Sorry to be snarky in my original post. I wasn't referring to you about calling any defective wine corked, I was railing at the masses. People who have never tasted a fine wine form anywhere and think they know something about wine. I don't have a lot of experience with California wines, but living in Europe, I have drank just about every legendary wine from Bordeaux from various vintages.

I doubt that the old famous chateaux in France will be switching to Stelvin closures or any other cork replacement anytime soon.

Not to brag (well maybe a little) but to prove my bona fides, here is my trophy shelf. I helped to kill each and every bottle there, and many more. I am lucky to have a very generous friend that likes to share his wine.

Trophies.jpg
 

veni vidi vici

Omne quod audimus est opinio, non res. Omnia videm
7,086
1,646
Swiss Army knife
Spartan
Been carrying that model for 40 + years

tweezers and a toothpick too

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Go Left

Super Anarchist
5,593
794
Seattle
I don't know how sensit5ive your palate and nose are, but I am extremely sensitive to the smell of TCA. I can't near a bottle or glass of wine tainted with it, there's no way I wasnt even a small amount of TCA on my tongue. To me it's awful in amy amount.

By sheer coincidence my German friend that has share amazing amounts of amazing wines with me over the years came over with a bottle of the 2008 vintage of this 'Super Tuscan' . The winery was established buy a German man who inherited a large chain of Home Depot like building stores in Germany. He has a passion for wine and scouted around, bought 60 hectares of land in Tuscany and built his winery. The first vintage was bottled in 2008. He takes his corks very seriously. I have limited experience with Super Tuscan wines but I've never had one that tasted like a good Bordeaux even though they use the same blend of grapes. This particular wine clocked in at 15% alcohol, and it was noticeable. The wine was good in spite of being a little hot, but it wasn't great. We started the evening with started the evening with a bottle of 1995 Chateau Valandraud a Saint Emillion premier gran cru and it was superb. Wine Searcher has it listed at around $400 a bottle. My friend bought a couple of cases some years ago at a much lower price.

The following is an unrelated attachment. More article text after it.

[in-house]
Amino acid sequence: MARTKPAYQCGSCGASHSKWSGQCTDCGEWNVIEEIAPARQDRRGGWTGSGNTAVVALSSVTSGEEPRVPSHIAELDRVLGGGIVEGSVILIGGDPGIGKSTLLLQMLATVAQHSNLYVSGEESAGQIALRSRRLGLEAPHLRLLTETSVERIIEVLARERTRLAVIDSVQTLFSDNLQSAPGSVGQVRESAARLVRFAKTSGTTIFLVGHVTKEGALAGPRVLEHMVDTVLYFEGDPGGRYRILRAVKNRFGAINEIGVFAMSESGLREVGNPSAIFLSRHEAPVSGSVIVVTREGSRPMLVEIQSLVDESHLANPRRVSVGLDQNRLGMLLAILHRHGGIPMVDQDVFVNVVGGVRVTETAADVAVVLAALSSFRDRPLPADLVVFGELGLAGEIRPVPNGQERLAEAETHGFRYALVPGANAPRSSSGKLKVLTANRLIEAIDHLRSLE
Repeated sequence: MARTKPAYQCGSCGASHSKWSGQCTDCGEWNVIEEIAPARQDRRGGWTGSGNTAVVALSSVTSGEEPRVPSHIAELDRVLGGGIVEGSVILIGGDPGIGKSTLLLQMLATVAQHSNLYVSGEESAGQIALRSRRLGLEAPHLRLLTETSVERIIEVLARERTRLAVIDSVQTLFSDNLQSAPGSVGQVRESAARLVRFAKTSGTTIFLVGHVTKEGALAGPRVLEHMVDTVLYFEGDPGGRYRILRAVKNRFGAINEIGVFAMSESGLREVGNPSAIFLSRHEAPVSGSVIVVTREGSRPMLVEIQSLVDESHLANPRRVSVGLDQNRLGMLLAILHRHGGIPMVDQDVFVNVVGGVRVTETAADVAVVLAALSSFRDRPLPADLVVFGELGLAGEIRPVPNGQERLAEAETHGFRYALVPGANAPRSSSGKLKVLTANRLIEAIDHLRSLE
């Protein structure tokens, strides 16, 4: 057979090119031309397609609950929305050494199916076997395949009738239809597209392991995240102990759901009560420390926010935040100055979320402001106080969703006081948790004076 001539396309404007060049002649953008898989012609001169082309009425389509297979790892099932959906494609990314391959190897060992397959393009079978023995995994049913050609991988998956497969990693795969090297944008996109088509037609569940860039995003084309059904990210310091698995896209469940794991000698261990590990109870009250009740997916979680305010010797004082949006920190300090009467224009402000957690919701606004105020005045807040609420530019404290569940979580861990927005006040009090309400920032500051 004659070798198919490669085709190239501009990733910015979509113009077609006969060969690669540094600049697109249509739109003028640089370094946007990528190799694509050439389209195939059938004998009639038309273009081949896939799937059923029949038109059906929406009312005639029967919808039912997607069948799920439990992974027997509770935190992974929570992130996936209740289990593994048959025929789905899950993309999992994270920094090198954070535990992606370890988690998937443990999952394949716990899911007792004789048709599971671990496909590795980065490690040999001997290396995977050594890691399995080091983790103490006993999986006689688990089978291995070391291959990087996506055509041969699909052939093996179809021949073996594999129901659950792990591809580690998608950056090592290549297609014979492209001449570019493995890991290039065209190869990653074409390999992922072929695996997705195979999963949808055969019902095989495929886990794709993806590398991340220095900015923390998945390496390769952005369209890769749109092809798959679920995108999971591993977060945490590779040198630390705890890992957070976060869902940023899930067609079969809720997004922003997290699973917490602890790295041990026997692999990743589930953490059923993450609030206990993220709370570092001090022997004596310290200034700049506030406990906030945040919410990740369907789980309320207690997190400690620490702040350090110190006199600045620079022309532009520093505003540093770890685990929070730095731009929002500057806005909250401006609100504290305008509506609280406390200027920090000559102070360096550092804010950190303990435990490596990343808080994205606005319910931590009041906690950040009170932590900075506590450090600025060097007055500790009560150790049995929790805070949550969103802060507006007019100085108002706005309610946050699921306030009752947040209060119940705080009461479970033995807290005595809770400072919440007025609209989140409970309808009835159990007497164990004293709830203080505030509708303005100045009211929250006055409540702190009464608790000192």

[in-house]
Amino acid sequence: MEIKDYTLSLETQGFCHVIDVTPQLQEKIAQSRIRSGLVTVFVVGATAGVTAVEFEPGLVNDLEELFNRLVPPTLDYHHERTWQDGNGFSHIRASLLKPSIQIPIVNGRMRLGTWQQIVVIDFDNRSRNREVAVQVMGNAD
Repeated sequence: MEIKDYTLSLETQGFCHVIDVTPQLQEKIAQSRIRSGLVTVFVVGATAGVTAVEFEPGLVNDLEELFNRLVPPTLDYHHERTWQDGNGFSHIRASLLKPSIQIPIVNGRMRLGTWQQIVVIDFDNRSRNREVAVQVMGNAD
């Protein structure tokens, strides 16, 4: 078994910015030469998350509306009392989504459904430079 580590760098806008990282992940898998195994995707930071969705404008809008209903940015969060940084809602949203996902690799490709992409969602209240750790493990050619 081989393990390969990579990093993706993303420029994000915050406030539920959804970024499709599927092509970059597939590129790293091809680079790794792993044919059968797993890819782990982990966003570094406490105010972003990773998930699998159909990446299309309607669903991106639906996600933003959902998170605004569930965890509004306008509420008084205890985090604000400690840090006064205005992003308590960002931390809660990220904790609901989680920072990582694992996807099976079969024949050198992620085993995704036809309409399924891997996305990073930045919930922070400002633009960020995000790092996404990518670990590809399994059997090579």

Sorry to be snarky in my original post. I wasn't referring to you about calling any defective wine corked, I was railing at the masses. People who have never tasted a fine wine form anywhere and think they know something about wine. I don't have a lot of experience with California wines, but living in Europe, I have drank just about every legendary wine from Bordeaux from various vintages.

I doubt that the old famous chateaux in France will be switching to Stelvin closures or any other cork replacement anytime soon.

Not to brag (well maybe a little) but to prove my bona fides, here is my trophy shelf. I helped to kill each and every bottle there, and many more. I am lucky to have a very generous friend that likes to share his wine.

View attachment 572635
The high point bottle I would put up there from my more limited experience is a 1936 Chateau Mouton Rothschild. The explosion of flavors was (and is) unforgettable.

Was the Petrus all you hoped for?

So perhaps wine should really bump sliced bread down the list at least one notch.